More than half of 18-24 year-olds don’t know who they’ll vote for or won’t vote at all, according to the latest Times/Populus opinion poll.
Young people are less likely to vote following the party conference season according to the latest Times Populus poll. Having seen the underlying data, Left Foot Forward can reveal the number of 18-24 year-olds who won’t vote at all has increased ten percentage points from 25 per cent in mid-September to 35 per cent in October, while those unsure who to vote for has risen nine points to 19 per cent – a total of 54 per cent unaligned to any political party.
For all under-35s, the number planning to abstain is up five points to 28 per cent, with don’t knows also up five to 17 per cent. Support for the Conservatives amongst the 18-24 age group has fallen the sharpest of the two main parties, down six points to ten per cent, with Labour down three to 17 per cent. The Liberal Democrats, in line with their overall rating, stay around the 12-13 per cent mark.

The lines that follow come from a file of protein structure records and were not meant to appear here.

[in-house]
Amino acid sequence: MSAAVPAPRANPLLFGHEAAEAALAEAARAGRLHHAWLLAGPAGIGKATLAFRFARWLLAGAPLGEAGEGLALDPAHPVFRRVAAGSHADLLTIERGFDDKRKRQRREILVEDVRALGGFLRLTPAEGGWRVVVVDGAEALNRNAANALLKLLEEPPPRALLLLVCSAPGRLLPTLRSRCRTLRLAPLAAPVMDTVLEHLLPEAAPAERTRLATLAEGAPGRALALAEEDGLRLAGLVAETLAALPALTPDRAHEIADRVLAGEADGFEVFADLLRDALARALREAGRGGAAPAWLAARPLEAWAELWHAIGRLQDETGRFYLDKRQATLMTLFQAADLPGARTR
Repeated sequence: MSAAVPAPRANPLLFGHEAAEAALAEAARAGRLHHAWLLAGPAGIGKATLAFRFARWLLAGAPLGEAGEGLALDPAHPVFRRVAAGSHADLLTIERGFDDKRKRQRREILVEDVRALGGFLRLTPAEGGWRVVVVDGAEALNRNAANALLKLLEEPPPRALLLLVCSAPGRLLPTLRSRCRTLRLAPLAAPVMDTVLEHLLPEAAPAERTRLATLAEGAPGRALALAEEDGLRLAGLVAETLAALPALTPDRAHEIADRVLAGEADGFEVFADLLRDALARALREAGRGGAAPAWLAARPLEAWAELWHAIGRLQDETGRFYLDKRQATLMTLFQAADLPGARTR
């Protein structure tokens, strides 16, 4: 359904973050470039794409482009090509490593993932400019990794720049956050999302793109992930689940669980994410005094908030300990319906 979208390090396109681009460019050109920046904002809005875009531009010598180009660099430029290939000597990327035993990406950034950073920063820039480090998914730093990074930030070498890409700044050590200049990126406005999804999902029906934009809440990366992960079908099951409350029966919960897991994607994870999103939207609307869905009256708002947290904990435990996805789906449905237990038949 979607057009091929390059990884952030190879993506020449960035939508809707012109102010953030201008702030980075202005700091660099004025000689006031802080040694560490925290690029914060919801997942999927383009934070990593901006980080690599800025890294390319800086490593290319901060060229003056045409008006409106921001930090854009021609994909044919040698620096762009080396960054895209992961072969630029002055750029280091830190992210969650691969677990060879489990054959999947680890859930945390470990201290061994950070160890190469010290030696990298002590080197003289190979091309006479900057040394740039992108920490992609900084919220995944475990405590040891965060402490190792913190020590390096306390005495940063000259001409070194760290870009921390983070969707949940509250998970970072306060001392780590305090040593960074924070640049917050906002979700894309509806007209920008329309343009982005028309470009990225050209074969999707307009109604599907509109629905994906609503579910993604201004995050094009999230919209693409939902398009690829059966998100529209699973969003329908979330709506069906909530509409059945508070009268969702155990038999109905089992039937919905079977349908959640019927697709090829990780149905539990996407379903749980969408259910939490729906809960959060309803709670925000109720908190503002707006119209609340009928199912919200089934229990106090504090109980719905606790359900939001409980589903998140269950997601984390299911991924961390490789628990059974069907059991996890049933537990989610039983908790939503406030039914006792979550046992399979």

The poll also shows far more 18-24 year-olds believe Labour not the Tories will spread the burden of public sector cuts more fairly compared to the population as a whole. Whereas Labour’s lead over the Opposition is seven per cent overall, it rises to 23 per cent among under-25s.
In response to a comment from Mike Smithson, we can confirm that at the 95 per cent confidence level, the sample size needed is 384 for a 5% confidence interval and 119 for a 10% confidence interval. The weighted base in the Populus poll for 18-24 year olds is 177 in September and 179 in October. For the combined 18-34 year olds figures it is 414 in September and 417 in October. We are therefore satisfied that the overall finding (i.e. that youth apathy has increased) is statistically significant.Like this article? Sign up to Left Foot Forward's weekday email for the latest progressive news and comment - and support campaigning journalism by making a donation today.
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